Photograph by Dave Lepori
Hard-Core Chorus: Adelina Anthony as Electricidad reworks Greek tragedy at Teatro Visión.
San Jose's Teatro Visión gives Sophocles' 'Electra' a Chicano update
By Marianne Messina
'CAN WE start with a game?" asks director Mark Valdez. "Zip, zap, zop!" He forms a circle with the three women of the Chicano/Greek chorus who are there to rehearse Luis Alfaro's Electricidad. Based on Sophocles' Greek tragedy Electra, the play's choral commentary comes from these three vecinas, or neighbors, of the title character.
As the game proceeds, each of the four shoots back a "zip," "zap" or "zop" as one of the others randomly points to them. And Valdez joins in, standing at the mark like a kid playing air hockey, eye-on-puck. The zip-zap-zops grow faster, no one knowing when they'll be signaled to "zap" or "zip," and a certain synergy builds among the group.
After the exercise, the women transfer that synergy to their lines, Valdez stamping out the beat with his feet, each voice unique, each inflection different from the last. Suddenly, the "chorus" aspect of "Greek chorus" is revivified in a rhythmic unity of voicings all interdependent and as musical as a Bach invention put together by bell ringers:
"How many neighbors"
"keep a body in the front yard"
"as if he was a car"
"on cinder blocks."
As they sweep the floor, the vecinas' brooms accent the beat. "We finish each other's sentences, but at the same time we have our own personality," says Laura Bustamante, playing Cuca. Bustamante sees her character as the one who injects "You bring it on yourself" into a pity party.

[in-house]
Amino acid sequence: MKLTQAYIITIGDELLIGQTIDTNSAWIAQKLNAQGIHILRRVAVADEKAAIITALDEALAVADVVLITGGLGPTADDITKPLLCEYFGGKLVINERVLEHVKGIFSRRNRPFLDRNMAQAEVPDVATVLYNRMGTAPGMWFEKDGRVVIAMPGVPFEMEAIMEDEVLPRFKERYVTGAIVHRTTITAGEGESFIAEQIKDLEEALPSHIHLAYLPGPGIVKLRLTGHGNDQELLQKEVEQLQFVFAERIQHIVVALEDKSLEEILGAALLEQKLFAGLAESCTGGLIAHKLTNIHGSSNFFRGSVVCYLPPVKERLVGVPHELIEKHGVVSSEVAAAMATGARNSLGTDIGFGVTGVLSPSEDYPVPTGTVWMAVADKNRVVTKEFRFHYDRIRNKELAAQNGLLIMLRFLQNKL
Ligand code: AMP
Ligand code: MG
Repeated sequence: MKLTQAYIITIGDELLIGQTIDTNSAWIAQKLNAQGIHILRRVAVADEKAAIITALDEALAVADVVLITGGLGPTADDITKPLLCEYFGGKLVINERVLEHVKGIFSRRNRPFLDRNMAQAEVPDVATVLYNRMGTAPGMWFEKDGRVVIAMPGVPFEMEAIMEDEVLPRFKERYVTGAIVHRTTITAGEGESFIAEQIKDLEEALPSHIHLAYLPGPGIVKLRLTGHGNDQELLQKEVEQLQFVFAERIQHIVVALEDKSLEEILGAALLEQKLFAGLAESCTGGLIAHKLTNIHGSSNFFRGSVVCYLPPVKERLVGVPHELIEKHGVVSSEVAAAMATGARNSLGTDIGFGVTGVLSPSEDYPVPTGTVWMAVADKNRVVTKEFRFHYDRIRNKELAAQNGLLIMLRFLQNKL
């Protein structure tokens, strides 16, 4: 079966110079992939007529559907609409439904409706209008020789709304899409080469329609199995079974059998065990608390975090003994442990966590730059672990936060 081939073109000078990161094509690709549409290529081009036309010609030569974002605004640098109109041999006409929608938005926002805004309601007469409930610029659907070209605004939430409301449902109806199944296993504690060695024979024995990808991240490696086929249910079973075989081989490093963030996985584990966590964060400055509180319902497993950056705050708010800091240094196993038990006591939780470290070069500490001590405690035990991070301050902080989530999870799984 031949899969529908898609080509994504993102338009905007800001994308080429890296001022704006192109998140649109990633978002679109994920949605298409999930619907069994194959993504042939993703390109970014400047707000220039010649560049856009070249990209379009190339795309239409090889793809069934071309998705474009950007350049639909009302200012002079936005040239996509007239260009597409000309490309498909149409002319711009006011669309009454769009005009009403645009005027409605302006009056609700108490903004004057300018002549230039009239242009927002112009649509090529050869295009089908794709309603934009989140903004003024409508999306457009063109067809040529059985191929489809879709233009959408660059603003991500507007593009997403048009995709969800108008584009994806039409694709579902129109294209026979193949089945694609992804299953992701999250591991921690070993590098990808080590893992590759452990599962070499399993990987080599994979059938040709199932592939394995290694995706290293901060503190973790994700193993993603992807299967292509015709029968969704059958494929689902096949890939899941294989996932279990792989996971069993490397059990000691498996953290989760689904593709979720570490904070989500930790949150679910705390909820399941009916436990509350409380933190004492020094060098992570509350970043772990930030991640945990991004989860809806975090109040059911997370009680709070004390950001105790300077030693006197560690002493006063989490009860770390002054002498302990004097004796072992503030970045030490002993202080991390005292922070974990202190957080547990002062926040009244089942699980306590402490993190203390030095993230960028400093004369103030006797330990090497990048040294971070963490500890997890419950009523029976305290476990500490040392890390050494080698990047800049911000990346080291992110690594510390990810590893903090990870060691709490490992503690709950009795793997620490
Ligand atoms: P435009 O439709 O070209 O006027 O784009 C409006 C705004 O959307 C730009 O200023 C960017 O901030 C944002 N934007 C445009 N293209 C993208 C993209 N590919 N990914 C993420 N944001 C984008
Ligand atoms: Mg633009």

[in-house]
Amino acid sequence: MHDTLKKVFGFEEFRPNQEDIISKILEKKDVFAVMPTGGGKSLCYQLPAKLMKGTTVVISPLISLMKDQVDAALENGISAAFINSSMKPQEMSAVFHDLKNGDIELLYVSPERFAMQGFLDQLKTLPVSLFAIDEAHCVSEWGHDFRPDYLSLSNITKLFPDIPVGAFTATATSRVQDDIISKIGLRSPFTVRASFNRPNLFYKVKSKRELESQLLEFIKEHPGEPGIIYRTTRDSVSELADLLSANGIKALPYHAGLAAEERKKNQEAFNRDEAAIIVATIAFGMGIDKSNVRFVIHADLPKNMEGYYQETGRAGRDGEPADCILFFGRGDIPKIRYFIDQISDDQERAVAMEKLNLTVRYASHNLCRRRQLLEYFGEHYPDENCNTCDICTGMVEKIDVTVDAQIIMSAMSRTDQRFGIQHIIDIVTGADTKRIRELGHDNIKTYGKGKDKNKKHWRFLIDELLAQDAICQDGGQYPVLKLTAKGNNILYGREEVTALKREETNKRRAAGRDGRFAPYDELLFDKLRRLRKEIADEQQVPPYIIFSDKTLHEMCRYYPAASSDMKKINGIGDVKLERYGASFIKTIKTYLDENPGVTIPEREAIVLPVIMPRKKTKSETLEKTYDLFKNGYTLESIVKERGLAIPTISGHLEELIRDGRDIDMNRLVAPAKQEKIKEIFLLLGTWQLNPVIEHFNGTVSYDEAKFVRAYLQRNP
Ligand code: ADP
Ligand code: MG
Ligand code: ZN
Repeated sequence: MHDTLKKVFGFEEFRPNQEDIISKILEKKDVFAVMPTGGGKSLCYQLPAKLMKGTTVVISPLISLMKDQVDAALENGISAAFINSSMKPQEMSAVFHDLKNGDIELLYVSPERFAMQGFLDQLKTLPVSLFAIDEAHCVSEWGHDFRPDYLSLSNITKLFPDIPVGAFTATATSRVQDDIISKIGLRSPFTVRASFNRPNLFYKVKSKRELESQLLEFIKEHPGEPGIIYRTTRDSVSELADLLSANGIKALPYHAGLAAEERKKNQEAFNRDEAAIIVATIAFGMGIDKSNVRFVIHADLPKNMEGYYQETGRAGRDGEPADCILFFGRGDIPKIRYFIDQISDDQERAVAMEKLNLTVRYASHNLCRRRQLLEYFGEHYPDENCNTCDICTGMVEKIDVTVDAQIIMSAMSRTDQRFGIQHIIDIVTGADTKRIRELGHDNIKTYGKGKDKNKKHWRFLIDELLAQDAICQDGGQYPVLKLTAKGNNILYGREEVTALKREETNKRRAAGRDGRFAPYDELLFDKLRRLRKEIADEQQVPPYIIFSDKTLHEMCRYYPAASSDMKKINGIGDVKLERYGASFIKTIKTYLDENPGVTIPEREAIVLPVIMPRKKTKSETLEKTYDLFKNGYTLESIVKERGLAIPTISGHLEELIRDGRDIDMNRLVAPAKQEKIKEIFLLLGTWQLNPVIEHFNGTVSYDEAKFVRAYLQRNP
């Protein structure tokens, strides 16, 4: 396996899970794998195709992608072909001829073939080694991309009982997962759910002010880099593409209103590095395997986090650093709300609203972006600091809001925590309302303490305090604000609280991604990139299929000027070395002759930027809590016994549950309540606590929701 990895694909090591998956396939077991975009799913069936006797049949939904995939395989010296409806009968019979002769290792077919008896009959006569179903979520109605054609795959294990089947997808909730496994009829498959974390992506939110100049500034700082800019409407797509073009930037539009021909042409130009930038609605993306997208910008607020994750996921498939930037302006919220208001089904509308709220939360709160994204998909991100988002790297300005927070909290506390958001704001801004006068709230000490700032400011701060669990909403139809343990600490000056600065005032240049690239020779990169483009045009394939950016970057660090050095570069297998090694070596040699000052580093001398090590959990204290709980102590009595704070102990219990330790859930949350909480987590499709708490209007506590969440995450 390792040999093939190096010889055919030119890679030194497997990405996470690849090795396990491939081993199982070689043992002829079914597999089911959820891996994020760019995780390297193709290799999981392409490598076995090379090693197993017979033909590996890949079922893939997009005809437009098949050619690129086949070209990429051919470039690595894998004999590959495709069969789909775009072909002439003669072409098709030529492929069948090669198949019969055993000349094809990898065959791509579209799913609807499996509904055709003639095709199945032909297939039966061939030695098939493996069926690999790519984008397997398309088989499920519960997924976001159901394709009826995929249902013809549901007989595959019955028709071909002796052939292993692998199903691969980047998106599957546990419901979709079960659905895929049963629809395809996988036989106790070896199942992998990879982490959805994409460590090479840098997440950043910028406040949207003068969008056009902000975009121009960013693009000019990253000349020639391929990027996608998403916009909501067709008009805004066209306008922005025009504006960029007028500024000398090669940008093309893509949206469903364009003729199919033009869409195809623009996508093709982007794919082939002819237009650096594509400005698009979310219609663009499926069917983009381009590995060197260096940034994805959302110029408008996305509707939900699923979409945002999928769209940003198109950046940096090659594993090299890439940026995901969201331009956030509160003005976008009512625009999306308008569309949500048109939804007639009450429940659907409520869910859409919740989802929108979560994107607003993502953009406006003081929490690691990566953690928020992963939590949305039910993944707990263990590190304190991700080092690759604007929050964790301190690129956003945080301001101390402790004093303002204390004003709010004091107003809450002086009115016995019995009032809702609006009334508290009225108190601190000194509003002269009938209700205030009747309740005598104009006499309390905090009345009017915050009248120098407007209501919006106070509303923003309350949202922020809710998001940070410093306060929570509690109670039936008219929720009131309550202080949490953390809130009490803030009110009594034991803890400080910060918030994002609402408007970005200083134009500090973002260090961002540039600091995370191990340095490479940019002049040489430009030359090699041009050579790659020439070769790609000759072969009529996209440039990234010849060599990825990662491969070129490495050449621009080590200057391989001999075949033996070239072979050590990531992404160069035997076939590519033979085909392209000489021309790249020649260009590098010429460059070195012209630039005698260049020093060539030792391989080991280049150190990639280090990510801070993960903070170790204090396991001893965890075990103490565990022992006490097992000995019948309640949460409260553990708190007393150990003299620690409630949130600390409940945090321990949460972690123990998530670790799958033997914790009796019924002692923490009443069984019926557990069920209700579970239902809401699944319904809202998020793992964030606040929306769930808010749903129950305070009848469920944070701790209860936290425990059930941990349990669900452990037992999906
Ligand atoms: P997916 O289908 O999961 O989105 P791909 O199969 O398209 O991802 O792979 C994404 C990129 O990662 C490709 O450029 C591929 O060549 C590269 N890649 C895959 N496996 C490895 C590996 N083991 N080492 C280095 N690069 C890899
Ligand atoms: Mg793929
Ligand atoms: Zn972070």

Bustamante, Elise Marina Alvarado and Rose Mendoza (as la vecina Connie) work out where each truncated line will be directed. In the process, the vecinas address each other, the audience, themselves and God in a musical "maelstrom" (Valdez's word for the drama). "We are treating the audience like a jury," explains Alvarado, who's playing la vecina Carmen. "What do you think about what's going on here: Is this right or is this wrong? So we call the attention of the audience to check in on the values."
Electricidad's father, a cholo kingpin, was killed by her mother, who now inherits the gangland "dynasty." As the wronged daughter, it falls to Electricidad to set things right: gang code equals Greek virtue. Character names adapted from the Greek play underscore this equation: Electricidad for Electra, Clemencia for Clytemnestra.
"In part because it borrows from that Greek structure," Valdez suggests, "there's also a nobility to this play ... a dignity, a pride, a code, a family, a poetry." Valdez singles out some of the play's questionswhat is family, what is loyalty?and says, "Those are all the sparks that run throughout the play; that's the electricity." He is clearly charged by the issues, but the schoolyard game boy he seemed in rehearsal has sobered into an intense philosopher. "Electricidad is right; Clemencia is right; yet in this world they butt up, and what's interesting is what's in the middle of these butting heads, of these two forces. That right there, that's tragedy: people caught in the middle."
The play has drawn attention for Alfaro's odd humora body, in the front yard? "Within these really dark moments, when do you throw in that laugh, when do you pull back?" Valdez asks. "It's all interbalances. That's the challenge, but what an amazing challenge."
Alvarado and Valdez believe that Chicano drama integrates pain and laughter with ease. For Alvarado, the chorus of vecinas is comparable to the Mexican dramatic archetype La Muerte. "They're watching, and they're commenting. ... They kind of satirize, but then they also have some compassion."
"There's like the day of the dead celebrations," Valdez adds, "and you laugh at death."
Electricidad, a Teatro Visión production, plays Thursday-Friday at 8pm, Saturday at 2 and/or 8pm and Sunday at 2pm through April 2 at the Mexican Heritage Plaza Theater, 1700 Alum Rock Ave., San Jose. Tickets are $15-$18. (408.272.9926)
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